12784234_10206990403411371_1309856526_nA group of related bloggers who work in the general area of Golden Age Mysteries has decided to collaborate and publish a blog post every Tuesday as the Tuesday Night Bloggers. We began in the spirit of celebrating Agatha Christie’s 125th birthday anniversary. We’re now going to continue looking at a different Golden Age mystery writer each month; Tuesdays in March will be devoted to John Dickson Carr.

Book scouting John Dickson Carr (Part 2 of 2)

Part 2 is covers under JDC’s main pseudonym, Carter Dickson. Part 1, with illustrations of paperbacks as by John Dickson Carr, can be found here.

Pocket Books had a close association with both JDC and Carter Dickson in his earlier years and I think they did a particularly good job on his Carter Dickson titles. Pocket’s surrealism period is represented here with a few beautiful entries, and Pocket also provides my all-time favourite Dickson or Carr cover, The Red Widow Murders, with the corpse clutching the Ace of Spades against a background the colour of dried blood (Pocket #86). There are some good Dell mapback covers — Dell #108, Death in Five Boxes and Dell #65, Scotland Yard: Department of Queer Complaints are examples of the lush airbrushed abstract style pioneered by artist Gerald Gregg, and the spectacular “cobra” cover for He Wouldn’t Kill Patience. The Pan/Great Pan editions of Dickson from the UK are both lovely and very collectible. Just in case your heart stopped for a moment at the sight of a Dickson title you’d never seen, Cross of Murder is the UK retitling of Seeing is Believing. Sorry.

One thing to keep your eyes open for when you’re out scouting; some of the Bantam editions of John Dickson Carr titles were abridged, an ugly and reprehensible practice. The paperbacks themselves are still collectible as being in the first thousand or so Bantam titles, but you’ll find that students of detective fiction will be more anxious to have an unabridged version. Real collectors, of course, want all the editions, thank goodness!

8849365236_52126b715e_bThe best scouting tip I can give you is to keep your eyes open for copies of Avon #nn7 (un-numbered, but their seventh title), The Plague Court Murders. This one is interesting for a number of reasons. I have a copy of this surprinted with an indication that it sold for 29 cents in Canada, which I think definitely makes it the first Canadian edition and an interesting little bit of socioeconomic history. The Dickson aficionado will be amused to see that the cover tells you that the star of the book is Chief Inspector Masters (!) instead of Sir Henry Merrivale. And finally, you can distinguish the valuable first printing from the relatively less prized later editions by checking the endpapers.  Avon unnumbered firsts have “globe” endpapers (see above); later editions do not. Your discovery of a copy of this book will be sweet, but knowing the difference between editions will make your experience sweeter. How much sweeter? As of today, a later edition on ABE goes for US$15 and the first — cited with globe endpapers — is US$43 for a Good copy and US$65 for a Very Good copy from a very good bookseller.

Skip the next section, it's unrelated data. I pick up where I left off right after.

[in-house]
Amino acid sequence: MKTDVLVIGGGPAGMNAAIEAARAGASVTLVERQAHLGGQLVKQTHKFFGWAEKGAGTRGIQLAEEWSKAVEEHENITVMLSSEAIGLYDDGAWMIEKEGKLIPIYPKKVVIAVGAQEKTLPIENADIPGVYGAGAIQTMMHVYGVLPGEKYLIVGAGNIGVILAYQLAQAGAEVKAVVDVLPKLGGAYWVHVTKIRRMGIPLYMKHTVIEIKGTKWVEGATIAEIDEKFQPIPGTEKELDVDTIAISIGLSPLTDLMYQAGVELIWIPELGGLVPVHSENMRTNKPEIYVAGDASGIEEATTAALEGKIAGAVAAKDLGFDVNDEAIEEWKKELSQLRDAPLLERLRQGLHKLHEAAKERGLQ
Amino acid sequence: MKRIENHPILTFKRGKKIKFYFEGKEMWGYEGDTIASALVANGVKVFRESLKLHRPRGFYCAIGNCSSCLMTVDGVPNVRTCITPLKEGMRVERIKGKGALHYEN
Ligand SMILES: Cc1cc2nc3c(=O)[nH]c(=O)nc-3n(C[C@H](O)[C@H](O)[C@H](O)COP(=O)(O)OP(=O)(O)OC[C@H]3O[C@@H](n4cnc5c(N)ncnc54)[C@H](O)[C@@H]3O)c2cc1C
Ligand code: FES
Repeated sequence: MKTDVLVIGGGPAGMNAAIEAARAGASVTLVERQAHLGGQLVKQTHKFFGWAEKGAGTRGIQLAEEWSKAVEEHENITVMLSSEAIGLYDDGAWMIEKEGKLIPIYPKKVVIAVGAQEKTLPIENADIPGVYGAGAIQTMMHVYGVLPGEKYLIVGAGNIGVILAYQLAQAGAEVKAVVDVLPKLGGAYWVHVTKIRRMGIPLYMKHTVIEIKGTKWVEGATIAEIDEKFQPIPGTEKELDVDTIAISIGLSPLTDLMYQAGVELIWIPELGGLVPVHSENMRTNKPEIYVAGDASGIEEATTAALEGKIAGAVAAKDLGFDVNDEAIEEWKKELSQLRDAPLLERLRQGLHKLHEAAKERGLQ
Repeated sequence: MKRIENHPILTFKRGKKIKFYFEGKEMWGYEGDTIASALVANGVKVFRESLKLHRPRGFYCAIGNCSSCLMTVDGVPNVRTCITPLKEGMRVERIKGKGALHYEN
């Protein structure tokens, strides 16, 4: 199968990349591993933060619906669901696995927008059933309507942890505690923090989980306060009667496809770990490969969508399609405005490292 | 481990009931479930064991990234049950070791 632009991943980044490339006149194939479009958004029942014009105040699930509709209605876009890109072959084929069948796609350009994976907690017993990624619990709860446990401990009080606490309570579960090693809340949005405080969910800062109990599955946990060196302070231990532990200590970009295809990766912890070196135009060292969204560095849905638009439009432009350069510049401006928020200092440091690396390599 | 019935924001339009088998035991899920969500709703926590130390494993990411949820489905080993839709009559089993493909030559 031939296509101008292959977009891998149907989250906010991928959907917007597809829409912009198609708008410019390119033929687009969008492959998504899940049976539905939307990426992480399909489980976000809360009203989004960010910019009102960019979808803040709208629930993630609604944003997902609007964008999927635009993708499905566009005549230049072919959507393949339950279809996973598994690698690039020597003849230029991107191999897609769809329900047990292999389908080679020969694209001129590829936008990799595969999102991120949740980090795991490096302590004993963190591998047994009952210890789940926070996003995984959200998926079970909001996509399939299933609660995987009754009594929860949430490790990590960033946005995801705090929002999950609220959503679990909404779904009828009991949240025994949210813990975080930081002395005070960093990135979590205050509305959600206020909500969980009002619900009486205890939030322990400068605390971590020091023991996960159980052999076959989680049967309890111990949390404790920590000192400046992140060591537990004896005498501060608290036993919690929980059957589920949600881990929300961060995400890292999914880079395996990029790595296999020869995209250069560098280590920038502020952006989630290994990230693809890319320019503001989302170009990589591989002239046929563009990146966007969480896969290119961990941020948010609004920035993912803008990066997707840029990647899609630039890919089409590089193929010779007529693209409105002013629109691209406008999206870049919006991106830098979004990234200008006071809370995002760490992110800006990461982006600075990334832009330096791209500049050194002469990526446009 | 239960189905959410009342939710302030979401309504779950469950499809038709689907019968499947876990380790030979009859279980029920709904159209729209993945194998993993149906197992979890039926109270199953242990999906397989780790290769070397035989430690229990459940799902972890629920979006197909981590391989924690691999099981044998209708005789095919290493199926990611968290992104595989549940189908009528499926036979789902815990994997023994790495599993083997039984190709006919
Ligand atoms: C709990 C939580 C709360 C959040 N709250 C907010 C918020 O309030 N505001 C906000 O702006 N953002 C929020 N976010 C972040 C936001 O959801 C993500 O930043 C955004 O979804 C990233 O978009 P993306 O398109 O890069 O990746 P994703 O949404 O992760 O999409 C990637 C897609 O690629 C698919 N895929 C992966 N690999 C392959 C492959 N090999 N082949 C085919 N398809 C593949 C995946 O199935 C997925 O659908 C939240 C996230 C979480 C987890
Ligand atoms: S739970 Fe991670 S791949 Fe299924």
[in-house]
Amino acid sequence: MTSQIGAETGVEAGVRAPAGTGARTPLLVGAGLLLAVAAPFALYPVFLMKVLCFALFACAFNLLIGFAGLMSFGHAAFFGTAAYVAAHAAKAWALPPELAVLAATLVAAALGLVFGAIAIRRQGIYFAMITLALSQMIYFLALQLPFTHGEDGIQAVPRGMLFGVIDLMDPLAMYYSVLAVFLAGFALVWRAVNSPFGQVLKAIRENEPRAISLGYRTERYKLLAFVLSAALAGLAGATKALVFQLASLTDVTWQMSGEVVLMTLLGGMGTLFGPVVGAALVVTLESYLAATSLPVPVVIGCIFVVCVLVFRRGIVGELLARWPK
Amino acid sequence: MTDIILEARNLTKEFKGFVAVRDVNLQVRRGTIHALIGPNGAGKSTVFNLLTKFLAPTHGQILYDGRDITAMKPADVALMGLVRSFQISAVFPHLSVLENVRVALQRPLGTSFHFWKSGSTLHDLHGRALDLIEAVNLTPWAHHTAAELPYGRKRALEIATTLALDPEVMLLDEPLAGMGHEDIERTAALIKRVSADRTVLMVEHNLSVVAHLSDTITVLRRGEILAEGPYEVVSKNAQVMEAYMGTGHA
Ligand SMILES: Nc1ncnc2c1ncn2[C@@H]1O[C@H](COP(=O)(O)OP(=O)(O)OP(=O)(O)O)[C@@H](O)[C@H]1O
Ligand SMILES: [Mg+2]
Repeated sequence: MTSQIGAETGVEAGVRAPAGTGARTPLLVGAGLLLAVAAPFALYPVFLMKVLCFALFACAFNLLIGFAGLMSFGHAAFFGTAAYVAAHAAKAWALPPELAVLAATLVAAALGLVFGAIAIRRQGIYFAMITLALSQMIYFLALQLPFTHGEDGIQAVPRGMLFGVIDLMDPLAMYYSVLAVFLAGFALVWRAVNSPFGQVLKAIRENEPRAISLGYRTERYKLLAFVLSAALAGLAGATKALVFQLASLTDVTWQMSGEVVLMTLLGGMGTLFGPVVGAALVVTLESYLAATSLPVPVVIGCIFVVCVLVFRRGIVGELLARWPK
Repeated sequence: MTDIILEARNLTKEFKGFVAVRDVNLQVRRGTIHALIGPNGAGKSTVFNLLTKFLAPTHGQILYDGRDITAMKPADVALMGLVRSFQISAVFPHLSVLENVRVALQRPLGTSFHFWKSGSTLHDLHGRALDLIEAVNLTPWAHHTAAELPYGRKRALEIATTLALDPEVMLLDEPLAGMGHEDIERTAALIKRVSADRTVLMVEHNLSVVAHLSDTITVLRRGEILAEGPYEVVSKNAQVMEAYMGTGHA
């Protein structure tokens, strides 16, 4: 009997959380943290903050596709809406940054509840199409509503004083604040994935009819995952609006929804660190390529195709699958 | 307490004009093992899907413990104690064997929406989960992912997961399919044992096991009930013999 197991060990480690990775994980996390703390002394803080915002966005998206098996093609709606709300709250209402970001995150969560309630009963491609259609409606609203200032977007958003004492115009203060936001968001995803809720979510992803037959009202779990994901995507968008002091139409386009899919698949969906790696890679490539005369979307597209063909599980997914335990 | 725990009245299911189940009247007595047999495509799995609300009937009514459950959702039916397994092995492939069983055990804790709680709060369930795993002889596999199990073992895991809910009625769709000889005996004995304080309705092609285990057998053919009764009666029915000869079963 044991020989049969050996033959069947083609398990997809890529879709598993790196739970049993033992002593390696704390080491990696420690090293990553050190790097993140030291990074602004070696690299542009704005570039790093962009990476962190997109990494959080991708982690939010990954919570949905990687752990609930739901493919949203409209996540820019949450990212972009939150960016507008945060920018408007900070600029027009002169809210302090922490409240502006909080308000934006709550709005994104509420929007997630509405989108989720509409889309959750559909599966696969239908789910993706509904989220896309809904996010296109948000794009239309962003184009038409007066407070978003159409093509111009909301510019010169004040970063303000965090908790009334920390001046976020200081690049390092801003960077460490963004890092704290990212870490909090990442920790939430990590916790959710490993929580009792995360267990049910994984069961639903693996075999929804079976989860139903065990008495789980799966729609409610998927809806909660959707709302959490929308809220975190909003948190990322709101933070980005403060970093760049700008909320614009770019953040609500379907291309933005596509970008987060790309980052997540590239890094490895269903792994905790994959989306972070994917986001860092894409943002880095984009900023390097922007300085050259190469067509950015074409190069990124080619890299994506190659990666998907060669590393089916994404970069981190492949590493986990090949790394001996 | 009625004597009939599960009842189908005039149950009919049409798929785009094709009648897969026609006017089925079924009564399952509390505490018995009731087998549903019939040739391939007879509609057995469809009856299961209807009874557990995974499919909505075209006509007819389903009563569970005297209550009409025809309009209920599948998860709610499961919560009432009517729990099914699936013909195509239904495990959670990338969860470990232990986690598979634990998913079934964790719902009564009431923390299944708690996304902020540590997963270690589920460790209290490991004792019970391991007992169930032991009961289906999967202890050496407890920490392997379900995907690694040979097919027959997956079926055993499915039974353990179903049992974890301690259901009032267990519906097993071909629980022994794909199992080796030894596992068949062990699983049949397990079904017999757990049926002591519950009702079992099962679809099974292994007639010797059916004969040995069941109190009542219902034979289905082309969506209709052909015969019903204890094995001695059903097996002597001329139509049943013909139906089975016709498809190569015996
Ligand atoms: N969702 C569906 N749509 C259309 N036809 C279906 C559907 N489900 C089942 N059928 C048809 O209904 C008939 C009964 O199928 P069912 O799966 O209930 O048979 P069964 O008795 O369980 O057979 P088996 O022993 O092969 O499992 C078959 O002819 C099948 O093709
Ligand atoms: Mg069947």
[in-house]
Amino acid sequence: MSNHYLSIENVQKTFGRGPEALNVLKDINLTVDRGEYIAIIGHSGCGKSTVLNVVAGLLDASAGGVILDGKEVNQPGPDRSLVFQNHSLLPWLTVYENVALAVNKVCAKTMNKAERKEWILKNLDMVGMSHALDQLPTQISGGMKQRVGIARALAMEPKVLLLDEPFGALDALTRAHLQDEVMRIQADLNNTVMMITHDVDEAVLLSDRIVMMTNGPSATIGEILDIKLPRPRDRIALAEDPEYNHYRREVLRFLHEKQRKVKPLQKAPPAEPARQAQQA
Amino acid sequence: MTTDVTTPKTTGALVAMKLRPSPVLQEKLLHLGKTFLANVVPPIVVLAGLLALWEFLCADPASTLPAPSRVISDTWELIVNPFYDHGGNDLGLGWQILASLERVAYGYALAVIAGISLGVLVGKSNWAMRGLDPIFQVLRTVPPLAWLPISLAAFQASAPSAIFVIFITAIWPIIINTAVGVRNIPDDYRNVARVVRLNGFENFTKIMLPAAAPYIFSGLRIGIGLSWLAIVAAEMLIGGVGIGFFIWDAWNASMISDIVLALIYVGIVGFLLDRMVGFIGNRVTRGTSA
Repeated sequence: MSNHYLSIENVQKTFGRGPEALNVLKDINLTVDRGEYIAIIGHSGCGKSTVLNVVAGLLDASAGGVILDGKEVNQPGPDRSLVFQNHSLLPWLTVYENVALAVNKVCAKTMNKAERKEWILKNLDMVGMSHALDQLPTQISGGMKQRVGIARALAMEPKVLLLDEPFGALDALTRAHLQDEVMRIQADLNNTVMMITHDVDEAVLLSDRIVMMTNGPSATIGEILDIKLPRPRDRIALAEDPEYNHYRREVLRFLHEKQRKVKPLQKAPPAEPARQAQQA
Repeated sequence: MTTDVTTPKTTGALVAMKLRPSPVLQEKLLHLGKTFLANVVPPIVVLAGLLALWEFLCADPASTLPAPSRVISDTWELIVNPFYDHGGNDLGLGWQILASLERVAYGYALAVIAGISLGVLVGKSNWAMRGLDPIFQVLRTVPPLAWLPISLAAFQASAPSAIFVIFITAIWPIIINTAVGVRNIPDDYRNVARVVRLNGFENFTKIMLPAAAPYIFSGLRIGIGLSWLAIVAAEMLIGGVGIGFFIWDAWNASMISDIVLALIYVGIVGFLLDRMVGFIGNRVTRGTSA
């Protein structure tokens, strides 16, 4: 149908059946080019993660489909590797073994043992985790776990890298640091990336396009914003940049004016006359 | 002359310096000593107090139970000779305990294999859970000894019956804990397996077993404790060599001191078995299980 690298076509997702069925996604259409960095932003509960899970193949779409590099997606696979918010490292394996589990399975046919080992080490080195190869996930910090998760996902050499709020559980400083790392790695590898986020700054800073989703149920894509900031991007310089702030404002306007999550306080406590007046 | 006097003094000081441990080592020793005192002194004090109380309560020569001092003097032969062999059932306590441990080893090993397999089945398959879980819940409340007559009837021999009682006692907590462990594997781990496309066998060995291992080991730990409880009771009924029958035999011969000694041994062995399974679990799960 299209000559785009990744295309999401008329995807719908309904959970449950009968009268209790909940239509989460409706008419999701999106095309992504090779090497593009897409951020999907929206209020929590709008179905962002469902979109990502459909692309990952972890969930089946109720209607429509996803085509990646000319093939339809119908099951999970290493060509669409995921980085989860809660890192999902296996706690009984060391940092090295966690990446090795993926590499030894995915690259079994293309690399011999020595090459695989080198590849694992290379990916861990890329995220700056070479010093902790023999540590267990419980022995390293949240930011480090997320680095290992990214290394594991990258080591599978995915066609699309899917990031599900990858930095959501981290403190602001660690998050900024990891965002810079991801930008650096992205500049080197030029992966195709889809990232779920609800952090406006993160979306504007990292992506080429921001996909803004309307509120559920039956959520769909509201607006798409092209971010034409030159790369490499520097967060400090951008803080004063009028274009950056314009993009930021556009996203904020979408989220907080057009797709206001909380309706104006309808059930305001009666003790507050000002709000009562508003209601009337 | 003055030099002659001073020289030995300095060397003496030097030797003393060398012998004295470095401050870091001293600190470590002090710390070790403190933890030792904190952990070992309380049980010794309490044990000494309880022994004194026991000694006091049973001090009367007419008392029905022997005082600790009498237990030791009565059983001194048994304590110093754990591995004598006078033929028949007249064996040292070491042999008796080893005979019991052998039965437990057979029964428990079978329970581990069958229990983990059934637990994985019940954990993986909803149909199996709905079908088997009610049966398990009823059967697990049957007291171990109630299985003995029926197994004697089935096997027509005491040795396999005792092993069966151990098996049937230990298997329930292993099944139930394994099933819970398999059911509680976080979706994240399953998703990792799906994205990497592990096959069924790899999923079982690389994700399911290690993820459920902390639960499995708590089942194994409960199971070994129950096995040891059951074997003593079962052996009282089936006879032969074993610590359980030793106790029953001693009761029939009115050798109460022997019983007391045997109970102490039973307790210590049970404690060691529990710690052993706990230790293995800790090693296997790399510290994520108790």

The Tuesday Night Bloggers: My five most/least favourite John Dickson Carr novels (Part 1 of 2)


A group of related bloggers who work in the general area of Golden Age Mysteries has decided to collaborate and publish a blog post every Tuesday as the Tuesday Night Bloggers. We began in the spirit of celebrating Agatha Christie’s 125th birthday anniversary. We’re now going to continue looking at a different Golden Age mystery writer each month; Tuesdays in March, 2016 will be devoted to John Dickson Carr.

My five most and least favourite John Dickson Carr novels

(and why I think so)

It’s been a while since I sat down to the pleasant contemplation of a large group of interesting mysteries with the task before me of identifying my five most favourite/least favourite books within the group. There are a few things that have to come together. First there has to be a fairly large body of work from which to select; second, a somewhat uneven quality of work so that there actually are good and bad books; and finally, there has to be a reasoned way of making a decision. By this last I mean that it has to be possible to discern what the author in question had as strengths and weaknesses, and to look for books where the strengths are mostly present and the weaknesses are mostly absent.


John Dickson Carr

John Dickson Carr, of course, meets all these criteria. He has such a large body of work that I’ve given myself the pleasure of splitting this task into books published under his own name and that of his principal pseudonym, Carter Dickson. (Part 2, on Dickson, will be published later this month, and I’ll go back and add links.) JDC has a decidedly uneven quality of work, such that he has a few magnificent years when he’s at the top of his form, and his later books show a steep decline that is obvious.